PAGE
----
Monday, September 25, 2006

Chapter 3: Union Station

In case you are wonderin' what is going on with this here.

In Chapter 3, Joe Fiorito explores this quote:

Human beings have been my maps.

Fiorito explores how immigrants and visitors to Toronto rely on the those of us who have lived in and around the city for directions. People who are brand new to Toronto, and for that fact any other major city, are pretty easy to spot. These are the people who seem to wander around the downtown areas totally awstruck by the buildings.

I reflected on this thought when thinking of my past observances of new people to major North American Cities that I have lived in (e.g. Toronto, Ottawa, New York City, etc.). Those of us who have lived in and around the city for years don't take notice of the buildings anymore. The buildings, to us, just exist and the aura of these buildings has become tarnished to us. These buildings, in other words, have become familiar to us.

Wheras the new people to the city stop on the sidewalks totally awstruck at buildings like the CN Tower and Rogers Centre in Toronto, or the Empire State Building or the Brooklyn Bridge in New York City. Quite often these new people cause pedestrian traffic problems on the sidewalk as they stand their gawking at the buildings.

The "regulars" of the cities are more interested in getting to where ever they are going whether it be work, the bar or home. However, these regulars make the first impressions on the visitors and other new people to the city. Toronto has become known for, and I also noticed this in New York City as well, for being friendly to newcomers. The friendliness I'm noting stems from the easyness it is to request directions from the regulars. An example might be: "Where can I find a good family restaurant?" Another example might be: "where is the Eaton Centre/Brooklyn Bridge?" These questions in either Toronto or New York City are easily answered by most people who might be walking by on the sidewalk. These directions are usually accompanied by a friendly tone of voice, a smile and/or a welcome to town! Tourists and other newcomers are more likely to return to the city after being greeted friendly like this.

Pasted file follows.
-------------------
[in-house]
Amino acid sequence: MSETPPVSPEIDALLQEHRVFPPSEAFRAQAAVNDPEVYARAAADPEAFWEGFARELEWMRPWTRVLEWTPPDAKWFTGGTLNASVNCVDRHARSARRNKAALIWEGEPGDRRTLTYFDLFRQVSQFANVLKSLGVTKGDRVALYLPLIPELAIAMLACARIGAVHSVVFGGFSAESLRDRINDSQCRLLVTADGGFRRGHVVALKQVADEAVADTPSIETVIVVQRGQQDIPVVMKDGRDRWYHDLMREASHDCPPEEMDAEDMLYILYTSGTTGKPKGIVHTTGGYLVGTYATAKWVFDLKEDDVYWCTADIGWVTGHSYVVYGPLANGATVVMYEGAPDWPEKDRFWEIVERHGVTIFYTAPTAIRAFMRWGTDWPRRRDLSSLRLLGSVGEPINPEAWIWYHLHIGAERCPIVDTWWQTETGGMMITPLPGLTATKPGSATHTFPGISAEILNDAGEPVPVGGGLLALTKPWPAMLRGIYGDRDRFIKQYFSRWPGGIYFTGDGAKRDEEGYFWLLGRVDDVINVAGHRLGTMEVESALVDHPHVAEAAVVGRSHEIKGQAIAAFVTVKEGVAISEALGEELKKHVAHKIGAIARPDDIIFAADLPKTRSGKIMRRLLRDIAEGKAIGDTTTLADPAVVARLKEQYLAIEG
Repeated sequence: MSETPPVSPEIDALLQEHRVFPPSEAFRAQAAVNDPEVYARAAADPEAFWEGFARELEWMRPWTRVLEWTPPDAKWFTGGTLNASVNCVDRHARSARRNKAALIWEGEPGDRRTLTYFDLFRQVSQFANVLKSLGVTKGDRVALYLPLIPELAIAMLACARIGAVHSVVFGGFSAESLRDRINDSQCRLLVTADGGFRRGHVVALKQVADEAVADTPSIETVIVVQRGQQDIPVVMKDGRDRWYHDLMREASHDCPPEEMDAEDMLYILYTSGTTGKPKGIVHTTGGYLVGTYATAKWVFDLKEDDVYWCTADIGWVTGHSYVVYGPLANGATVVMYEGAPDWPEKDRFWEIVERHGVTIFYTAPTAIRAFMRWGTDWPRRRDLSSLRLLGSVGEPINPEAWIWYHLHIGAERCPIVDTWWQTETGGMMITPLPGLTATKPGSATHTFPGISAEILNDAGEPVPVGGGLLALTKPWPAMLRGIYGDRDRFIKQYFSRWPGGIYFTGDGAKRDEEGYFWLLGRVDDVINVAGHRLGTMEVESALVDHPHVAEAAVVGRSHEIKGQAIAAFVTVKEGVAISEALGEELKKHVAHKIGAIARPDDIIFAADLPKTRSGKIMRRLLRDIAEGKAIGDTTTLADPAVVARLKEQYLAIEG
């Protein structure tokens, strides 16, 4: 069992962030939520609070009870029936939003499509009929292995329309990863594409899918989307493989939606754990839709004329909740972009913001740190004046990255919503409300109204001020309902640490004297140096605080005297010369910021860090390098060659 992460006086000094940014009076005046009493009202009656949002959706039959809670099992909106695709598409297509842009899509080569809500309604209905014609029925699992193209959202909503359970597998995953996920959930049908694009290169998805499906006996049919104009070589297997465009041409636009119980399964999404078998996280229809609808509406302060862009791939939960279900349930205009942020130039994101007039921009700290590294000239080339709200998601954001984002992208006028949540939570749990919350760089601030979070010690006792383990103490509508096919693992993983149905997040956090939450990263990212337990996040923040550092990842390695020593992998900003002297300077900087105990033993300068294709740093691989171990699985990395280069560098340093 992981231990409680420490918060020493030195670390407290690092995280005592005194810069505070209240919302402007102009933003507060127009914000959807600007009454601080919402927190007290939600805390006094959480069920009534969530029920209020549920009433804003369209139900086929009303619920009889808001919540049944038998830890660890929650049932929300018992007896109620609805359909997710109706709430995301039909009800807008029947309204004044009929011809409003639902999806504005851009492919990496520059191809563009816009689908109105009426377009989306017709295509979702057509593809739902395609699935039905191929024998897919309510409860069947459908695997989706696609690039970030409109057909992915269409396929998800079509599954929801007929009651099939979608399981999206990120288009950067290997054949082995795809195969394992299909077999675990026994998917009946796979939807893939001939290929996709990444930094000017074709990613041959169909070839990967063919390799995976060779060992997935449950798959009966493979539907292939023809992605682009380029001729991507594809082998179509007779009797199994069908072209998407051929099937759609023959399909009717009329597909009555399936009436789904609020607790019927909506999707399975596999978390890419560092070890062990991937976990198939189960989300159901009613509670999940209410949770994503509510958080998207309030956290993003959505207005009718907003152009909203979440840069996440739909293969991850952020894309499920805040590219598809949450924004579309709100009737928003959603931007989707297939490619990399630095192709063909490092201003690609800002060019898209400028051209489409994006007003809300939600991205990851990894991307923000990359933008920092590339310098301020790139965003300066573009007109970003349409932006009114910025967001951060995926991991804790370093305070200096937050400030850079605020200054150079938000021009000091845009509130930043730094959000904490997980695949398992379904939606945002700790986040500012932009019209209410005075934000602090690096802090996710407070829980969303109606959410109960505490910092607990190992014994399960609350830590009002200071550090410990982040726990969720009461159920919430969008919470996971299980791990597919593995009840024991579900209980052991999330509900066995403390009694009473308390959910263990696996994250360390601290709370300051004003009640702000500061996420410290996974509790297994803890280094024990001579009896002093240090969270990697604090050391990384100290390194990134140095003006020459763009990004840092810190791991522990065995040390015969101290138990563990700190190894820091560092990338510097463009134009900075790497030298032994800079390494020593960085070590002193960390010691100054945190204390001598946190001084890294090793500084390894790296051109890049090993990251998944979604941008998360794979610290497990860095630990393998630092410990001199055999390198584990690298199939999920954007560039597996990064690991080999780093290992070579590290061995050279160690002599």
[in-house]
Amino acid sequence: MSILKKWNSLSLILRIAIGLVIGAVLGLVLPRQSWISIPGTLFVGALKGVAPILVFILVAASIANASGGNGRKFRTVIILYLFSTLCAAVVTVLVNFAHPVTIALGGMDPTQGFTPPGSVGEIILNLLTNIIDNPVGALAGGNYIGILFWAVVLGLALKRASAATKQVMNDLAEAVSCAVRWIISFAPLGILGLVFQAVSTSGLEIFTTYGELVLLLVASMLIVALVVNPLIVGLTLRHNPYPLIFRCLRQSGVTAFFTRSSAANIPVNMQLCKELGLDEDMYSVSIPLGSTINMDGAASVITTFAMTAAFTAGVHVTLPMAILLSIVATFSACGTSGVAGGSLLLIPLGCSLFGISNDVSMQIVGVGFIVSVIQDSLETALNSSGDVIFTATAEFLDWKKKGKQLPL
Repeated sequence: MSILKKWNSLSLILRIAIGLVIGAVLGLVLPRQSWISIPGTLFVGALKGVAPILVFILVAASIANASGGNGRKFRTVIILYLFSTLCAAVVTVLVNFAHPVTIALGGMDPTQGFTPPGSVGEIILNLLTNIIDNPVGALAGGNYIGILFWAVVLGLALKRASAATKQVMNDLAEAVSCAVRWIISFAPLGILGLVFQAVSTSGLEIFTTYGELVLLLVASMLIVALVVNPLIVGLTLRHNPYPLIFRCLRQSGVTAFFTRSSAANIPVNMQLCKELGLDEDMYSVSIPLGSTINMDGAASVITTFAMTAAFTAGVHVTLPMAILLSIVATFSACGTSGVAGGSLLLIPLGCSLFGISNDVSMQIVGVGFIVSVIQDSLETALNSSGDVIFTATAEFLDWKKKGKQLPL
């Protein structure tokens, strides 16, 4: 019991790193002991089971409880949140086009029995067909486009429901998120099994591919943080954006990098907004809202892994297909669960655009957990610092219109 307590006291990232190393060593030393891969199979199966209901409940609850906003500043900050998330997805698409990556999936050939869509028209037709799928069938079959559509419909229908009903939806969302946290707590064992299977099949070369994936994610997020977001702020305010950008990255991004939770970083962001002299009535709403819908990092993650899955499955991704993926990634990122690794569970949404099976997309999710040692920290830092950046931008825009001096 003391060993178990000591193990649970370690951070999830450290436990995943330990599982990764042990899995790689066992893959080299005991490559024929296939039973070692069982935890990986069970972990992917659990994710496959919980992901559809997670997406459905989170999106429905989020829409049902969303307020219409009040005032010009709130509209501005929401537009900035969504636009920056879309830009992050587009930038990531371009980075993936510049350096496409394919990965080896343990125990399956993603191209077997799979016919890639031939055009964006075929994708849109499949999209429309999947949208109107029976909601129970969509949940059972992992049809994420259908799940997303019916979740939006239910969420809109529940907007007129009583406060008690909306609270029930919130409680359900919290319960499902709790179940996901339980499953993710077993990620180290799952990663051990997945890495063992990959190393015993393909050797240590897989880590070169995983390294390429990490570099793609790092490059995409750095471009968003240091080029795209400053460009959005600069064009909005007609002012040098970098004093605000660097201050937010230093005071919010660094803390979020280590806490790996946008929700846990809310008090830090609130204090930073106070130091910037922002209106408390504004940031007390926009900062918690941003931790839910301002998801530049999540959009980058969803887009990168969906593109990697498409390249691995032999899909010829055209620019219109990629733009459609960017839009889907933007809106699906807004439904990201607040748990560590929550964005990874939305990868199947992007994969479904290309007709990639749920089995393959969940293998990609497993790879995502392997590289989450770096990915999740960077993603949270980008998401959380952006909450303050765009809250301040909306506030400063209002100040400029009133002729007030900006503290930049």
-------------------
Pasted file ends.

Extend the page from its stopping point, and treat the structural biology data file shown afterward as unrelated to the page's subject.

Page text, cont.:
Governments and others should be looking at how to make services for necomers and/or tourists more visible and easily accessible. Allowing these people to come to the town/city and have a good time may mean these same people may make a return visit. Fiorito and his people are right in this particular chapter: A way to see if a town/city is worth anything in terms of how easy is to get around is to forget the city map in the hotel room/home and go out and explore the city by using human beings as your maps.

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